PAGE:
MPs back renewal of UK's Trident submarines
MPs have overwhelmingly backed the building of a new generation of nuclear submarines.
After nearly six hours of at-times heated debate, they voted by 472 to 117 to approve the multi-billion pound project.
It gives formal parliamentary approval to the ongoing work to build four Vanguard-class subs to carry the UK's Trident nuclear missiles.
Making her first appearance at the Despatch Box as Prime Minister, Theresa May told MPs the threat facing Britain from the likes of Russia and North Korea - who each have the bomb - has "increased" in recent years, so renewal was a necessity.
She added: "Once nuclear weapons have been given up, it is almost impossible to get them back. And the process of creating a new deterrent takes many decades. You could not redevelop a deterrent fast enough to respond to a new and unforeseen nuclear threat.
"It is impossible to say for certain that no such extreme threats will emerge in the next 30 or 40 years to threaten our security and way of life. It would be an act of gross irresponsibility to lose the ability to meet such threats by discarding the ultimate insurance against those risks in the future."
Mrs May also said that she was willing to press the nuclear button, even if it meant the deaths of hundreds of thousands of innocent people.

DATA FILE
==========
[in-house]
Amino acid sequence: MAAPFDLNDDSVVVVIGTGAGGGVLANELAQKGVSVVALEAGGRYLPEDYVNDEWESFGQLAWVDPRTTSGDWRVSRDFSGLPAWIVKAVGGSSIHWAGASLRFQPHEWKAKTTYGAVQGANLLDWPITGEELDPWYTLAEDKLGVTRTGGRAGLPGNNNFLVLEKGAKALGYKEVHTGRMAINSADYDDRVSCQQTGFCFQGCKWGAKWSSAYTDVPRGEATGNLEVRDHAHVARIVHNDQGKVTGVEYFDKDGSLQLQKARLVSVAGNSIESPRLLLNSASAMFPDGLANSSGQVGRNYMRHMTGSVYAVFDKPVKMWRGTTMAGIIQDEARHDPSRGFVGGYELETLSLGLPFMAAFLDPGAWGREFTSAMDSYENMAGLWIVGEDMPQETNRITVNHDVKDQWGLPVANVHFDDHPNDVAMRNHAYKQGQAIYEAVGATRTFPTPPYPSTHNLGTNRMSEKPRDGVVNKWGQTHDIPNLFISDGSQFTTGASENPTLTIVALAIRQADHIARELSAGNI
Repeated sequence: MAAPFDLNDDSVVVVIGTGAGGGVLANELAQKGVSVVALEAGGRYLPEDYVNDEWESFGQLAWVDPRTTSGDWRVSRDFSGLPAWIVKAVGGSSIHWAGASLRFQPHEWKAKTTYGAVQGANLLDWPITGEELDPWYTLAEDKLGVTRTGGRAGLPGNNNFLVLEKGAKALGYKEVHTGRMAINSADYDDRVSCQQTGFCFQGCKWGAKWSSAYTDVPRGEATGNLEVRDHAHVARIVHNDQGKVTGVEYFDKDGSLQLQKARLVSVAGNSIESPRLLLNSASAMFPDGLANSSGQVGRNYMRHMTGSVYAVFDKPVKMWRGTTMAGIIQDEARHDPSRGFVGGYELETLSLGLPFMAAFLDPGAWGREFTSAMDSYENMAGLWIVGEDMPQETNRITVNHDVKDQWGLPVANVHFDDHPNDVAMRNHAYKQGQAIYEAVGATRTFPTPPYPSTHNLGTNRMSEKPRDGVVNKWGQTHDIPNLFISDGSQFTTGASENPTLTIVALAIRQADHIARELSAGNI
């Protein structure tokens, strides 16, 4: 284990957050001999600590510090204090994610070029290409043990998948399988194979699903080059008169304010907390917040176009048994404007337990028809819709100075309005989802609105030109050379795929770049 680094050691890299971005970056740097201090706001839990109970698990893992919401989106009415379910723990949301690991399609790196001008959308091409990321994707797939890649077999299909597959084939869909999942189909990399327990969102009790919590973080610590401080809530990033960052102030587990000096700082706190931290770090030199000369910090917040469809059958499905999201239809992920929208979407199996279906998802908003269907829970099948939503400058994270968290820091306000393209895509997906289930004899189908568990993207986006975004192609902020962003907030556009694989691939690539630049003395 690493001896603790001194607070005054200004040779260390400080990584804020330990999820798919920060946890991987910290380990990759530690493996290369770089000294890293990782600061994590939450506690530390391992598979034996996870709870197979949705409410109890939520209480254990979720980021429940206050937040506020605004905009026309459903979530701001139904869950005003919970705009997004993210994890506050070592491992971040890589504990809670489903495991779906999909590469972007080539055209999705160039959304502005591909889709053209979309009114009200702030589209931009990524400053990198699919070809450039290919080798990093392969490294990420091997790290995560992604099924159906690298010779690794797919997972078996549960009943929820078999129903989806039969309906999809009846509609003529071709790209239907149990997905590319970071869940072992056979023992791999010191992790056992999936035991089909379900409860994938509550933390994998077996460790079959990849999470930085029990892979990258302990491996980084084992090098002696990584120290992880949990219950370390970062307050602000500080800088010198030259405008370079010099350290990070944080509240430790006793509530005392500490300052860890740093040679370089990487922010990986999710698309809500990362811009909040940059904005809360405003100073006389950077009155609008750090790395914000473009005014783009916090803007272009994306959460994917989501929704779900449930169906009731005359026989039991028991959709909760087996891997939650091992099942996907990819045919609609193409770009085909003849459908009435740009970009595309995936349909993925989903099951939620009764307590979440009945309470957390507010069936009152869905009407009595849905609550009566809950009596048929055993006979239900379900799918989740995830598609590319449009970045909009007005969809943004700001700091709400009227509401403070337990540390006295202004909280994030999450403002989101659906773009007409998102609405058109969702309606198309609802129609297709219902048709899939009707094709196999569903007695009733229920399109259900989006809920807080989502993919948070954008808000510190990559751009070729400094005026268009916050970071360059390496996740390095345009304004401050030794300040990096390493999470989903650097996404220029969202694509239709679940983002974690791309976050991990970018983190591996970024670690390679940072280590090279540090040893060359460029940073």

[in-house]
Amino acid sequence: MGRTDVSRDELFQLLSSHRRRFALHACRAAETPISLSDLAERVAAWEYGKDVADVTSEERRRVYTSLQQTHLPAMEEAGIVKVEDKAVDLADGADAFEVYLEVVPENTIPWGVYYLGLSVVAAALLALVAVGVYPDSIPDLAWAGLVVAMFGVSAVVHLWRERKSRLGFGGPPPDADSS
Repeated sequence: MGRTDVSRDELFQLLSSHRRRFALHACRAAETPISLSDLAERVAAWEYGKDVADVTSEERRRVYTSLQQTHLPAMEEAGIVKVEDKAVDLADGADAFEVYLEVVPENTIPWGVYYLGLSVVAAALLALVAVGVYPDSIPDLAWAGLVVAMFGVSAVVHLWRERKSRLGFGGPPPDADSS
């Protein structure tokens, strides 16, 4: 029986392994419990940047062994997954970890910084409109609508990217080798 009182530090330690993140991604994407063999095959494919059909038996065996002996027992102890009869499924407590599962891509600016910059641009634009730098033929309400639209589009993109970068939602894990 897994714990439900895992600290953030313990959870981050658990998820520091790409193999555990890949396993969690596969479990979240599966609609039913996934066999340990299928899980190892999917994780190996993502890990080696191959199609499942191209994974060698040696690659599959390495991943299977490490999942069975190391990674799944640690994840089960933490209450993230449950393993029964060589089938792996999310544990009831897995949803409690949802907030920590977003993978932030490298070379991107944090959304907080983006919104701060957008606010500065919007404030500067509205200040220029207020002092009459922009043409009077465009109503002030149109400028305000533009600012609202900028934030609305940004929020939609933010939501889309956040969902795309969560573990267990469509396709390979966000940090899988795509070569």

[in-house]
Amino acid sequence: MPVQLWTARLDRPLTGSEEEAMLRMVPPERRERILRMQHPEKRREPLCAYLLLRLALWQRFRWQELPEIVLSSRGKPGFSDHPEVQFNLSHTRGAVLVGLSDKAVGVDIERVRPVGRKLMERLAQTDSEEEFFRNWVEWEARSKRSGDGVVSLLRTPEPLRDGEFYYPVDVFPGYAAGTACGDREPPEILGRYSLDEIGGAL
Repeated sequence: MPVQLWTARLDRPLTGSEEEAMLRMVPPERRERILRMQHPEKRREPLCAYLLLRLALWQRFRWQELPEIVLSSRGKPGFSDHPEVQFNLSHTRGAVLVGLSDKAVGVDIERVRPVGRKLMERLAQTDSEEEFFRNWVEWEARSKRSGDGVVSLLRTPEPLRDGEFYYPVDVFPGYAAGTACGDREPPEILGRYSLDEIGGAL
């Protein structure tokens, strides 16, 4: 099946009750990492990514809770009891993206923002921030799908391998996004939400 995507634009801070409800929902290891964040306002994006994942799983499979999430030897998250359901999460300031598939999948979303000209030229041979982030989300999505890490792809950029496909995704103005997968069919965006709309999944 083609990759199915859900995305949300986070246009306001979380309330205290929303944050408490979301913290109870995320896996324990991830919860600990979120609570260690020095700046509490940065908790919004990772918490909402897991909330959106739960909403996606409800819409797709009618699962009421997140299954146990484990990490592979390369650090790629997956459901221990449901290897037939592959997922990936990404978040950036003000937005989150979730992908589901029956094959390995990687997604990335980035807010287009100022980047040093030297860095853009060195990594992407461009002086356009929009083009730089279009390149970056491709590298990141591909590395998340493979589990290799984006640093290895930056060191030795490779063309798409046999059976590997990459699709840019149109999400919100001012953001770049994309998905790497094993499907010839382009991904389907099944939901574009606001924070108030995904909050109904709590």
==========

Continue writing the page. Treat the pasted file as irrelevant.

However, Labour leader Jeremy Corbyn - who gave his MPs a free vote on the issue - re-iterated his position that he would never authorise the use of Britain's nuclear weapons.
He said: "I would not take a decision that would kill millions of innocent people. I don't believe the threat of mass murder is a legitimate way of going about international relations."
Mr Corbyn also angered many of his own MPs by saying he would vote against his own party's official policy, which is in favour of maintaining the UK's nuclear weapons.
In an outspoken attack, Copeland MP Jamie Reed accused Mr Corbyn of being determined to lead the party to defeat at the next election.
He said: "We're forced to accept that the refusal to accept the established policy of the Labour party and to acknowledge the achievements of the greatest Labour government is not just a knowing embrace of electoral defeat, but a very real, a very studied and a very determined desire to split this Labour party."
John Woodcock, whose Barrow constituency depends on the Trident programme for thousands of jobs, said: "What Labour's current front bench are doing is not principled. It shows contempt for the public, for party members and often in what they say for the truth."
And former shadow Armed Forces minister Toby Perkins said: "Both my parents were members of CND and I will certainly have made some of the arguments as a 13-year-old as we heard from the front bench some moments ago."
The SNP and Lib Dems said they would vote against the scheme.
Defence Secretary Michael Fallon said the cost of the project was £31 billion over 35 years of their life as he called on MPs to support it.
He said: "I would urge members on all sides of the house to do what successive governments have done, to do the right thing, not just for today but for tomorrow and vote to maintain our nuclear deterrent for as long as security conditions require it."